The Government are always aware that there are a number of possible threats to our systems and events. I am not able to discuss the details, but those at the National Cyber Security Centre are world experts at understanding attacks and providing an incident response for the most serious. We want to make sure that all organisations are aware, so we can keep that resilience in our voting process.

I welcome the Secretary of State to her position and wish the right hon. Member for Chippenham (Michelle Donelan) well in her maternity leave.

Three years on, the Tories have failed in their manifesto promise to associate to Horizon Europe, and Britain has paid the price in lost jobs and scientific research. Their plan B short-changes British scientists and they are fudging the figures in other ways. Will the Secretary of State confirm that, whereas Horizon funding was counted as international science spend, she is planning to count the same money as British science spend to meet her commitment to double the British science budget? [Interruption.]

I think I had better keep this brief. The answer, as the hon. Lady very well knows, is that we are hard at work negotiating our potential accession to Horizon. That is our preference, as I have made clear this morning. However, she is out of step with key voices in the sector. For example, the Russell Group says that our negotiations are a serious step forward and that the ambition of the proposals for Pioneer is welcome. More details will become clear as negotiations progress, but I cannot give a running commentary.

It seems that the Tory science superpower is actually just cooking the books. Ministers promised to increase science spend outside London and the south-east by a third while doubling it overall, so our regions continue to miss out. Now they are refusing to replace European regional development science funding, slashing £600 million from what should be our regional powerhouses. That is not levelling up—it is holding us back. The country knows it. Does the Secretary of State?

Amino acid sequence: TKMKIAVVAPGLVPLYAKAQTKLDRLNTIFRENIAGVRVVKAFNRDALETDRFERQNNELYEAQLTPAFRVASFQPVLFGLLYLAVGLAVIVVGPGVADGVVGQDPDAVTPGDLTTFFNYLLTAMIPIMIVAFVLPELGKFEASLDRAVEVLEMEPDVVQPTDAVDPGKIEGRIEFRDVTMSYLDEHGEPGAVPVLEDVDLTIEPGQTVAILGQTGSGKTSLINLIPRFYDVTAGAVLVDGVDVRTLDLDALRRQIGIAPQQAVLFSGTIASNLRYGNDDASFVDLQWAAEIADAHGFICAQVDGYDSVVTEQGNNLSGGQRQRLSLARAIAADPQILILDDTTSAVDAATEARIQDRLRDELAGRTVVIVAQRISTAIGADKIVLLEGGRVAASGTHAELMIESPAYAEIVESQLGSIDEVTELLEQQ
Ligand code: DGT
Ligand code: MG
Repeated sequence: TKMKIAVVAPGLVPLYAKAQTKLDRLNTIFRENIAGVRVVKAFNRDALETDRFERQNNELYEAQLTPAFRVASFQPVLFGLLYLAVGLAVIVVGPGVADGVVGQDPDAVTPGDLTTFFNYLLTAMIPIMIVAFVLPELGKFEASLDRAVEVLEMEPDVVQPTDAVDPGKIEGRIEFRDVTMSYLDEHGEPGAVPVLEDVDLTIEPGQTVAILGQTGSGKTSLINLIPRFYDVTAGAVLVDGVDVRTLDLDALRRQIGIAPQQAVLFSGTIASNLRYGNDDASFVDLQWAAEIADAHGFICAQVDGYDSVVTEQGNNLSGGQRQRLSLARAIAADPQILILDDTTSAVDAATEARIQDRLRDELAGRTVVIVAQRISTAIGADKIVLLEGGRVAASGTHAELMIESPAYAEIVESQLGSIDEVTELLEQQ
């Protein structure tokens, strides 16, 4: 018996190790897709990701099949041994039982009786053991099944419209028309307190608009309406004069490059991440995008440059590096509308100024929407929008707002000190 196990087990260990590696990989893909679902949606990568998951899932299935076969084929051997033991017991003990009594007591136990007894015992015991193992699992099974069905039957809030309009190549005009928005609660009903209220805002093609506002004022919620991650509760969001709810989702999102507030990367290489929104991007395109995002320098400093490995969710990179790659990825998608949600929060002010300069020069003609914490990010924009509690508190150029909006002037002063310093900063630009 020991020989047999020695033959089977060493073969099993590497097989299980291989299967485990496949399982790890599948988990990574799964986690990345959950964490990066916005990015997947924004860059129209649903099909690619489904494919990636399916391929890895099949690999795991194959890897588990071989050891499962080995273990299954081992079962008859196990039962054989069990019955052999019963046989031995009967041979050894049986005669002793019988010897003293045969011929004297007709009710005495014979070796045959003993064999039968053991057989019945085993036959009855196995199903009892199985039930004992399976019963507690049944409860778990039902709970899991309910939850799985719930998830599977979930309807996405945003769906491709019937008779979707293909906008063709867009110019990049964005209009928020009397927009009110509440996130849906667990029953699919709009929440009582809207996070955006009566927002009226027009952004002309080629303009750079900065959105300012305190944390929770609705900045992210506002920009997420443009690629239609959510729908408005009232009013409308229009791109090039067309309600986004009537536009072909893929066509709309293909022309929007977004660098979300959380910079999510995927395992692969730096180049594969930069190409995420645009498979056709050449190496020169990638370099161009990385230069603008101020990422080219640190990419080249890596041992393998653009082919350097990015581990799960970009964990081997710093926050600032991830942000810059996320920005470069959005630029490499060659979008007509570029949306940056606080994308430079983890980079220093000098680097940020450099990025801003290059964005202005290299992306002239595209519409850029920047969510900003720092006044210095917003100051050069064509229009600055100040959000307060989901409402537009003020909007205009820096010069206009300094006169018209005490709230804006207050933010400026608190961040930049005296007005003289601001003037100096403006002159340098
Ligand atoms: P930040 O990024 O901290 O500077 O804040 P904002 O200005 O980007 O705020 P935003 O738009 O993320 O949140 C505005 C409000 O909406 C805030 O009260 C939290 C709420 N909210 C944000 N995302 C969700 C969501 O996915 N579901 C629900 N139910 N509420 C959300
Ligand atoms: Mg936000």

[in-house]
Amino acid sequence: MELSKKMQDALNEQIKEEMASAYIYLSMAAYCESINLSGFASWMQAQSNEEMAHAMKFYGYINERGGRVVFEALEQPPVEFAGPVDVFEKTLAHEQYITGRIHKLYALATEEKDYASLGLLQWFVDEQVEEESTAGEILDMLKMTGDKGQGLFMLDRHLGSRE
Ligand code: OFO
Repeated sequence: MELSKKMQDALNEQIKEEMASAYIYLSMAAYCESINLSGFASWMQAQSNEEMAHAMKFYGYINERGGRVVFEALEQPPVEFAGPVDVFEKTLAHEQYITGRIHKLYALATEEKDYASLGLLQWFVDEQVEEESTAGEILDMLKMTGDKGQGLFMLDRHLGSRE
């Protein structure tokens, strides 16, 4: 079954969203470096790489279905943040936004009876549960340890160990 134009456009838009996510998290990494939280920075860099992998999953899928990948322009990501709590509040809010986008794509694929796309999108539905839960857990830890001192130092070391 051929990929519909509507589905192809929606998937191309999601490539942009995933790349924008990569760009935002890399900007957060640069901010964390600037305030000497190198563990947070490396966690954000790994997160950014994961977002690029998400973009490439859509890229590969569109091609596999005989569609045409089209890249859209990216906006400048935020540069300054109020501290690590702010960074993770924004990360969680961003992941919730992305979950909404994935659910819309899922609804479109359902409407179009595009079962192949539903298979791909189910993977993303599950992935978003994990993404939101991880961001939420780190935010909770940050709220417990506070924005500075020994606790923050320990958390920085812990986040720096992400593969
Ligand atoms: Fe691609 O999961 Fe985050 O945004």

The hon. Lady is mischaracterising this very badly and in a way that does not help to command confidence in our shared mission to make science, innovation and technology the success that it needs to be for this country. She will have seen the presentation of my right hon. Friend the Chancellor at the Budget, which made it clear just how seriously we take science in this country, and that level of ambition will continue.

Last month, Sir Patrick Vallance stepped down as the Government’s chief scientific adviser after five years in the role, in which Government investment in science has doubled. Most of all, he became a household name through his handling of covid and the leadership that he showed then. Will the Secretary of State join me in thanking Sir Patrick for all his service to the country and in welcoming his successor, Dame Angela McLean, and wishing her all the best in the role?